Lt Mamta Mehta/ Photo by Probashi, clicked in 2012
Editors Note: It is not every day that you meet a freedom fighter. It is rare to meet someone who took up arms ready to fight till death to oust an imperial rule. And rarer still is to meet someone who is so humble as to take no credit for her extraordinary exploits and explain it away as call of duty for the motherland. Meet Lt Mamata B Mehta of the Rani Jhansi Regiment of Indian National Army lead by Netaji Subhash Chandra Bose. It was a stroke of luck for us at Probashi that we could contact Lt Mehta. We wished to do a feature on freedom fighters from the Netaji’s INA and we contacted various freedom fighters’ associations and drew a blank. Captain SS Yadav’s name from INA was mentioned but we were told he is ill and it would not be possible to interview him. We had hit a dead end. We got our big break when as a last ditch effort we contacted the Freedom Fighters’ Cell, Ministry of Home, Govt of India and as luck would have it we were provided the coordinates of Lt Mehta. We were a bit at awe when we telephoned her residence. The confident voice of Lt Mehta replied at the other end. We introduced ourselves, and to our surprise in chaste Bangla she asked “Bangla Jano” (do you know Bengali). On us replying in the affirmative, the conversation continued in Bangla. We were overwhelmed and overawed to talk to a woman who had taken up the gun under Netaji’s command to challenge the British fighting machine. We requested if we could meet and interview her. She suggested that we may instead do a feature on Netaji. Her logic was simple - she and all those associated with INA were product of Netaji’s vision, individually they were nothing. We requested that through her we would like to know Netaji better, and to this suggestion she agreed to be interviewed. It was indeed an honour for us and a life time opportunity to meet this brave .elegant and humble lady. Now 86 years of age - her sharp memory, confident demeanour and a sense of humour floored us. Truly on meeting her, the gain was completely ours.(The interview was conducted by Sudipto Sengupta and Amit Mukherji in 2012 for Probashi print magazine)
You joined the Rani Jhansi Regiment when you were barely 16 years of age. Please tell us about your childhood and the circumstances which shaped up you’re joining the INA.
Netaji inspecting the turnout of the Rani Jhansi troops. In 1943, Subhash Bose under the Azad Hind Fauz set up a unique regiment comprising entirely of Indian women and named it Rani Jhansi Regiment. This was probably the only exclusive women combat regiment in the world after the 1st Russian Women’s Battalion of Death (raised during World War I). These women were not nurses or doctors, but were soldiers trained to fight the British army with guns as a regular army regiment. This regiment and its brave members remain largely forgotten in the annals of Indian Independence movement.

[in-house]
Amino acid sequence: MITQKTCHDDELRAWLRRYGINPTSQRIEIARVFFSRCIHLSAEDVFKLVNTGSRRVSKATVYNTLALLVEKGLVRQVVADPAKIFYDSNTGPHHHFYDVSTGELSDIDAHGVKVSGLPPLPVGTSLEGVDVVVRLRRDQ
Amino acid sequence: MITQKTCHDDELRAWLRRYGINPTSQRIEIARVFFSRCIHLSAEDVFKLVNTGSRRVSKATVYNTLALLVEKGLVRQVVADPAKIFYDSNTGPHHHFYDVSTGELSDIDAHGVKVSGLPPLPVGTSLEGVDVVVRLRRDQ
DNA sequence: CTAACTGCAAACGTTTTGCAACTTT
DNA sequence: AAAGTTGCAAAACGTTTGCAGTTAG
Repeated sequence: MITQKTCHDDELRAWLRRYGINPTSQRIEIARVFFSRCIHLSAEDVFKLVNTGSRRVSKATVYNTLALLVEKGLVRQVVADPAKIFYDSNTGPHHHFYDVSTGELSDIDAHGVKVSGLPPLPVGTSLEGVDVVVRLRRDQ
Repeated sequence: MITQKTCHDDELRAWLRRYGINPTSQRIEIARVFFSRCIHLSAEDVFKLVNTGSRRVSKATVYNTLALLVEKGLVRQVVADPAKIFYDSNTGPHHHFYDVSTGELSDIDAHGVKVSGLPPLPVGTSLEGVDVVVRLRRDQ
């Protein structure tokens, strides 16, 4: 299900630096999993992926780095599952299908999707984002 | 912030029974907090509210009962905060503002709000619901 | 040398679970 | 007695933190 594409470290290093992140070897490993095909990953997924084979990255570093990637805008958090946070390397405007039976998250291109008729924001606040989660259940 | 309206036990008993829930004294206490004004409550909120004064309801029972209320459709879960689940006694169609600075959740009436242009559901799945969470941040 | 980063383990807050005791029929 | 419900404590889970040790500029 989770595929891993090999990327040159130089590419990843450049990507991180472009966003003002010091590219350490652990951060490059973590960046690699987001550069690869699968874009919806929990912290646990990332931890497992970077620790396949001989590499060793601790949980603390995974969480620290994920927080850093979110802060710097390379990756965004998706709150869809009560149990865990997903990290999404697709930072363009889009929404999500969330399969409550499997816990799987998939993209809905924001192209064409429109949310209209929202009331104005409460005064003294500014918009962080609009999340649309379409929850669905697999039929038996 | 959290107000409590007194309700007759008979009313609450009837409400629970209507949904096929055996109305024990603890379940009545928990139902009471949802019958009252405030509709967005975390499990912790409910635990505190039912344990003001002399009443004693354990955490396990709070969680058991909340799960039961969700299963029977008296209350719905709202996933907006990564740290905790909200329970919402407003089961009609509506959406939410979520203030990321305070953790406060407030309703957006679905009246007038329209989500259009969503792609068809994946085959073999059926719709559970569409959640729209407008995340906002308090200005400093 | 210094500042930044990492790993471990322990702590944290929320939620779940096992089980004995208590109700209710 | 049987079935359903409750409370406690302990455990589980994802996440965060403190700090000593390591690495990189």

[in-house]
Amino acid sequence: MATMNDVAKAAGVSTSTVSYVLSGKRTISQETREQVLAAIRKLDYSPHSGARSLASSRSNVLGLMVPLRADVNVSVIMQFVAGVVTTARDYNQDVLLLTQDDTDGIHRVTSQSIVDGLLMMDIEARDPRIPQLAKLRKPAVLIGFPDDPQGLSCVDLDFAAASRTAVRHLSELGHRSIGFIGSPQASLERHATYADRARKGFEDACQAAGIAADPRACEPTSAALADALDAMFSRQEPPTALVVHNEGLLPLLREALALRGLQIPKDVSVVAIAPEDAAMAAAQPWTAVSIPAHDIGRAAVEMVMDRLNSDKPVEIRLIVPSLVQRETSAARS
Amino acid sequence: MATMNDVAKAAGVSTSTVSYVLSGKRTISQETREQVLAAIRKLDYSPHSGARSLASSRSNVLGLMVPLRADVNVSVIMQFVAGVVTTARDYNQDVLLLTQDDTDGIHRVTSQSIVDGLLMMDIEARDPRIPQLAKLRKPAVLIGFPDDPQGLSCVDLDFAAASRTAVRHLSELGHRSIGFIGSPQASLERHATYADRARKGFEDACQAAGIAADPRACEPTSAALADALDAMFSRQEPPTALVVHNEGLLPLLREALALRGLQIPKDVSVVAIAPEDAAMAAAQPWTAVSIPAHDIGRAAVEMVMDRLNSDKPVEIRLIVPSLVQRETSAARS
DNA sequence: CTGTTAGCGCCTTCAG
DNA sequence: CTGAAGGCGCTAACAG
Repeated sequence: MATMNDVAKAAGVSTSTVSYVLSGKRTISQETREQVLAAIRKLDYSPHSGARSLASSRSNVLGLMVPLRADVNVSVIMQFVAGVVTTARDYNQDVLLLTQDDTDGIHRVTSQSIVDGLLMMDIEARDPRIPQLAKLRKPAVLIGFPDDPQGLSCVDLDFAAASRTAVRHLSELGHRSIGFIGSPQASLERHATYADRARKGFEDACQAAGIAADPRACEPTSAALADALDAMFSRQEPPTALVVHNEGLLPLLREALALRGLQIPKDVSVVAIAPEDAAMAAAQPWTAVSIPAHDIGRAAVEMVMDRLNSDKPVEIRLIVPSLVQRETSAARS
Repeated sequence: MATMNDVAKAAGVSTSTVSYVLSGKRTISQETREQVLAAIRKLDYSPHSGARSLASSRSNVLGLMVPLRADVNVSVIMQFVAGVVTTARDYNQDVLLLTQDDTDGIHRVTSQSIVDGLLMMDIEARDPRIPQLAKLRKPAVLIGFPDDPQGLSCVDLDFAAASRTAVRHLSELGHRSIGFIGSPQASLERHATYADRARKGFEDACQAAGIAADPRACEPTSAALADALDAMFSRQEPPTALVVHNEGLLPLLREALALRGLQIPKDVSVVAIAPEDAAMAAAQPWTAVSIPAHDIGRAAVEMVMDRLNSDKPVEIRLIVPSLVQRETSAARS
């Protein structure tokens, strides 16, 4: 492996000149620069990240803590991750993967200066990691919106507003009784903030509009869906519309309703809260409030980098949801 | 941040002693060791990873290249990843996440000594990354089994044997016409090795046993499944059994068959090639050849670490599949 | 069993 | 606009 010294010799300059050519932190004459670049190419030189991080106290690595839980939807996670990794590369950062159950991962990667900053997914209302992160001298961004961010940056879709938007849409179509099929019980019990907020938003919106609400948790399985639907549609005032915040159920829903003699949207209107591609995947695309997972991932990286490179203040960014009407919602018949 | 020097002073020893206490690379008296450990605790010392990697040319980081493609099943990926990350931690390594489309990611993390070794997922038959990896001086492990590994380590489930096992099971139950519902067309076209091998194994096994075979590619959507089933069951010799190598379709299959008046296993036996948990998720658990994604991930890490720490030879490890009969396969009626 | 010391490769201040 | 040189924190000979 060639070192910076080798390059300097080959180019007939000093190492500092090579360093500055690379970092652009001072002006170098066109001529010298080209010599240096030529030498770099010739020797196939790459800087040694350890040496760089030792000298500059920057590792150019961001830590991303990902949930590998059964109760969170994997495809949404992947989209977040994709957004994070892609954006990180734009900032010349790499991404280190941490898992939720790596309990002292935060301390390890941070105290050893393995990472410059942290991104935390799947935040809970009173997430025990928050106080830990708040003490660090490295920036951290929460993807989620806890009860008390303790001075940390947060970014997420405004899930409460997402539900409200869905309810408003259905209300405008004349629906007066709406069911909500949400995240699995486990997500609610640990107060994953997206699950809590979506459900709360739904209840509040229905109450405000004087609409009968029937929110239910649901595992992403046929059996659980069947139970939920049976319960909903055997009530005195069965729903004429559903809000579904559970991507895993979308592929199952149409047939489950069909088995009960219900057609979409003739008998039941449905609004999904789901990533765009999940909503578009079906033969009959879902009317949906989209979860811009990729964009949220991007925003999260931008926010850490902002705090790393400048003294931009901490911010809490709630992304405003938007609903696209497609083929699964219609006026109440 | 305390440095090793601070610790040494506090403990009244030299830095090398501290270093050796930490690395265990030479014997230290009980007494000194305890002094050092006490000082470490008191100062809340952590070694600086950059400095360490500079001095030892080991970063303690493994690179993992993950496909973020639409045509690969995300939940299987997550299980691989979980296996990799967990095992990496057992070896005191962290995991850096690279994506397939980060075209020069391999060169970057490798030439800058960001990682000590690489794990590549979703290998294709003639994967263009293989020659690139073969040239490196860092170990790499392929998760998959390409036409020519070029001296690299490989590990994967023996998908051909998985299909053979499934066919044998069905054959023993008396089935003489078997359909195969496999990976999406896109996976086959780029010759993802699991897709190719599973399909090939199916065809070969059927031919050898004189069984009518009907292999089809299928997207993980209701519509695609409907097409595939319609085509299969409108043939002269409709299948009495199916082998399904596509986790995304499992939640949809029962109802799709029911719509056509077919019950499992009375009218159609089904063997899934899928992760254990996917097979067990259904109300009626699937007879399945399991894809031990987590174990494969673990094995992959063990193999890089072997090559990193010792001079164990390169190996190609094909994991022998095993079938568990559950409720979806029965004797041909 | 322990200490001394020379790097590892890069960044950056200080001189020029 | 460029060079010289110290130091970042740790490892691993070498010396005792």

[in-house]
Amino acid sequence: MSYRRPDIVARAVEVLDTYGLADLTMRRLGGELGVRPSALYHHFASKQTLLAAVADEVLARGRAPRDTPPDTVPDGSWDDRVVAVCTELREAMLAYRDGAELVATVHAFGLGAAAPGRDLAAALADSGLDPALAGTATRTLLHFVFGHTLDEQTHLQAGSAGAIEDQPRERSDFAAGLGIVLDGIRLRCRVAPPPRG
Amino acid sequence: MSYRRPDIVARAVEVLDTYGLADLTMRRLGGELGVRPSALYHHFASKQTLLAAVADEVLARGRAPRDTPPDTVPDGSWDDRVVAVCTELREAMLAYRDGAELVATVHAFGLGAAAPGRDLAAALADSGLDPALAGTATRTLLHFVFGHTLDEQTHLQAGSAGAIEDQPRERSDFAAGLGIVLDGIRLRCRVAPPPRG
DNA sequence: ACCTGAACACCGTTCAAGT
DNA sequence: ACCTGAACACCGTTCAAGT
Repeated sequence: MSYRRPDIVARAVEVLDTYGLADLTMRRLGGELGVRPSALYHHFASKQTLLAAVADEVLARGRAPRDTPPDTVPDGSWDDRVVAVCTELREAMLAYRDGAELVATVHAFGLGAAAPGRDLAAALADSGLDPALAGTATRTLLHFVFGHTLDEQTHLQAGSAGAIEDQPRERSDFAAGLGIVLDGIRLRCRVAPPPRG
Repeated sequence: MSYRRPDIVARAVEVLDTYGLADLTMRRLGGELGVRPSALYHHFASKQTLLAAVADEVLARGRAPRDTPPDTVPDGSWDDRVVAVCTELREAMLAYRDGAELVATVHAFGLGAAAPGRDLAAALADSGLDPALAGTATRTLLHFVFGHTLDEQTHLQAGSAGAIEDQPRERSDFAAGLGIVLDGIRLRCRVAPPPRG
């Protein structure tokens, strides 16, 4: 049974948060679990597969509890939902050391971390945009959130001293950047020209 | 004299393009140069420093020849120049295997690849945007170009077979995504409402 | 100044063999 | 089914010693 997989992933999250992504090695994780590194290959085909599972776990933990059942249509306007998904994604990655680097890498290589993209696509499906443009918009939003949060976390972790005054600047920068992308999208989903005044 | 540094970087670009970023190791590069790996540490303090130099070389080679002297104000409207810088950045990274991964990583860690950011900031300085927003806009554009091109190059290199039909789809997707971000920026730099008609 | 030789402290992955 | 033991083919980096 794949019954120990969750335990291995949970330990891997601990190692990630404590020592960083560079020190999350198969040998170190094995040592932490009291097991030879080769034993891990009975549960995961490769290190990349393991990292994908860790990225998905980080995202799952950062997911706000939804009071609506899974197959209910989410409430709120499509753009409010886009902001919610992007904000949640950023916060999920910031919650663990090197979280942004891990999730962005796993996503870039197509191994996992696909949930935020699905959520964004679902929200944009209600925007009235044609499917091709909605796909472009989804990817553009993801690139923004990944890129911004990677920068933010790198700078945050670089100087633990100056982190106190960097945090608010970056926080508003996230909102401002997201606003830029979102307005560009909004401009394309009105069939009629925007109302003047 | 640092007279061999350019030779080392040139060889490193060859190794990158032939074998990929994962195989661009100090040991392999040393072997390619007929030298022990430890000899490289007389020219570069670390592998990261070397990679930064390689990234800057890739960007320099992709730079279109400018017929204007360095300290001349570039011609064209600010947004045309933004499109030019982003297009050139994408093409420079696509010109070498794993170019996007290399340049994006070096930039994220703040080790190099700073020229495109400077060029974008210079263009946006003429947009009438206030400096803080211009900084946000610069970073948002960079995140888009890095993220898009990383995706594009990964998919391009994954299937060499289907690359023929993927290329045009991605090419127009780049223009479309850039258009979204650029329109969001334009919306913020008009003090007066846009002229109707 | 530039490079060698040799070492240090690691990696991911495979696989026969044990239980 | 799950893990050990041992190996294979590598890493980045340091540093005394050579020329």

I joined INA when I was two month short of turning sixteen. Since sixteen was the minimum age for joining, I lied, adding two months to my age at my own discretion. I was desperate to be a part of Netaji’s dream. I am a Bengali. hail My paternal side hail from Mymensingh in present Bangladesh. My maternal side had migrated to Burma several generations ago and were engaged both in service and businesses there. My maternal side were members of the Brahmo Samaj,academics and proficiency in fine arts like music and dance was given high preference for both the boys and the girls in the family. My father was posted to Rangoon, where during a function at the Brahmoghar, he was impressed with the singing of my mother Neelima Sen (maiden name) and proposed marriage. After marriage my parents settled in a house just across the road from my maternal grandfather’s house at Inasein District, Yangon. I was the eldest of my six siblings and all of us would spend most of our time at my maternal grandfather’s house. The liberal atmosphere in that house rubbed on us and gave a sense of independence and nationalisticspirit. My maternal aunt Protima Sen was the first in the family to join the Netaji’s Rani Jhansi Regiment in Burma in response to Netaji’s call. She was given responsibility by Netaji to recruit more girls from Burma into the INA. My father was also to later leave the British Government job and joined the INA as its official photographer. Though my mother died when I was only ten, I inherited the legacy of music for which I will be eternally grateful to her. I did my schooling at Bengali Academy,Yangon, which I had to leave when I joined the INA. In a nutshell the liberal and nationalistic atmosphere in my maternal grandfather’s house where we were brought up had a profound impact on me, and was instrumental in me joining the INA.
How did joining the INA happen?
I told you, my maternal aunt (maashi) had joined the Rani Jhansi Regiment in response to the call of Netaji. The whole family had supported her decision. She was held in high regard and somewhere in my sub conscious I wanted to emulate Protima Mashi. She was in charge of recruitment of girls to the Rani Jhansi regiment. I clamoured with Protima Mashi to allow me to join the INA, my family was supportive. I was always a tomboy, which probably made it easy for Protima Mashi to recommend me.
You said your family fully supported your joining the INA at a young age of sixteen. Those were different times, gender roles were rather strict, and there were far too many restrictions for women in those days than now.
Yes that is true. I was very good at singing and dancing, and when Uday Shankar troupe visited Rangoon, I was offered a position in his troupe. I would have visited the world, but my family did not allow. You may find it surprising that the same family allowed their daughter into a more potentially dangerous vocation in the INA. The only reason was Netaji Subhash Chandra Bose. He had given all the expatriate Indian community in Malaya, Singapore and Burma a worthy cause to fight. His personal charisma was astounding and one would implicitly trust him and believe that fighting and winning against the British imperial fighting machine was possible. And mind you,